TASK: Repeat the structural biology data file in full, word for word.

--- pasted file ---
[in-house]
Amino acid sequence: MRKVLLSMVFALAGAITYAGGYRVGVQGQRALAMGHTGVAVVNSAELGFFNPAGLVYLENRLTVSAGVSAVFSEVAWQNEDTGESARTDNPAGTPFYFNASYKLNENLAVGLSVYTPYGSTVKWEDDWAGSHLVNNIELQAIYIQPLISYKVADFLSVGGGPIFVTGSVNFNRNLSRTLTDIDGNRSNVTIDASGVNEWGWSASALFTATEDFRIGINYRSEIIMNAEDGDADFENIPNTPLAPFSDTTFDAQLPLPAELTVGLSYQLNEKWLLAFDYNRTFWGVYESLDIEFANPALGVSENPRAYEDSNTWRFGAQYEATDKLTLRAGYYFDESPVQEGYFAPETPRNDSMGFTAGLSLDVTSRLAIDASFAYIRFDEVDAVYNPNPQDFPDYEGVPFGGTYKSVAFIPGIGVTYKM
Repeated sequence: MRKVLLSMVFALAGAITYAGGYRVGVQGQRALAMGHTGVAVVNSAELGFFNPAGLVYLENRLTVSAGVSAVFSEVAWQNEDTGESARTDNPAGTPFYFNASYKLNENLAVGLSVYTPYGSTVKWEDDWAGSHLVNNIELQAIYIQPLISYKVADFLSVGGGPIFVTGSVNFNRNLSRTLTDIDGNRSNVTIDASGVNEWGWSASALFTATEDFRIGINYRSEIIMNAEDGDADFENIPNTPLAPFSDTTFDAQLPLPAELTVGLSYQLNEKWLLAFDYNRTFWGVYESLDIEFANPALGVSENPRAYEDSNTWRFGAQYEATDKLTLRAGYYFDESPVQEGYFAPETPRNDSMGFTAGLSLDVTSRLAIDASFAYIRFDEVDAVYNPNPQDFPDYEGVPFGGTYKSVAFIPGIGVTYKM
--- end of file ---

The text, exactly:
[in-house]
Amino acid sequence: MRKVLLSMVFALAGAITYAGGYRVGVQGQRALAMGHTGVAVVNSAELGFFNPAGLVYLENRLTVSAGVSAVFSEVAWQNEDTGESARTDNPAGTPFYFNASYKLNENLAVGLSVYTPYGSTVKWEDDWAGSHLVNNIELQAIYIQPLISYKVADFLSVGGGPIFVTGSVNFNRNLSRTLTDIDGNRSNVTIDASGVNEWGWSASALFTATEDFRIGINYRSEIIMNAEDGDADFENIPNTPLAPFSDTTFDAQLPLPAELTVGLSYQLNEKWLLAFDYNRTFWGVYESLDIEFANPALGVSENPRAYEDSNTWRFGAQYEATDKLTLRAGYYFDESPVQEGYFAPETPRNDSMGFTAGLSLDVTSRLAIDASFAYIRFDEVDAVYNPNPQDFPDYEGVPFGGTYKSVAFIPGIGVTYKM
Repeated sequence: MRKVLLSMVFALAGAITYAGGYRVGVQGQRALAMGHTGVAVVNSAELGFFNPAGLVYLENRLTVSAGVSAVFSEVAWQNEDTGESARTDNPAGTPFYFNASYKLNENLAVGLSVYTPYGSTVKWEDDWAGSHLVNNIELQAIYIQPLISYKVADFLSVGGGPIFVTGSVNFNRNLSRTLTDIDGNRSNVTIDASGVNEWGWSASALFTATEDFRIGINYRSEIIMNAEDGDADFENIPNTPLAPFSDTTFDAQLPLPAELTVGLSYQLNEKWLLAFDYNRTFWGVYESLDIEFANPALGVSENPRAYEDSNTWRFGAQYEATDKLTLRAGYYFDESPVQEGYFAPETPRNDSMGFTAGLSLDVTSRLAIDASFAYIRFDEVDAVYNPNPQDFPDYEGVPFGGTYKSVAFIPGIGVTYKM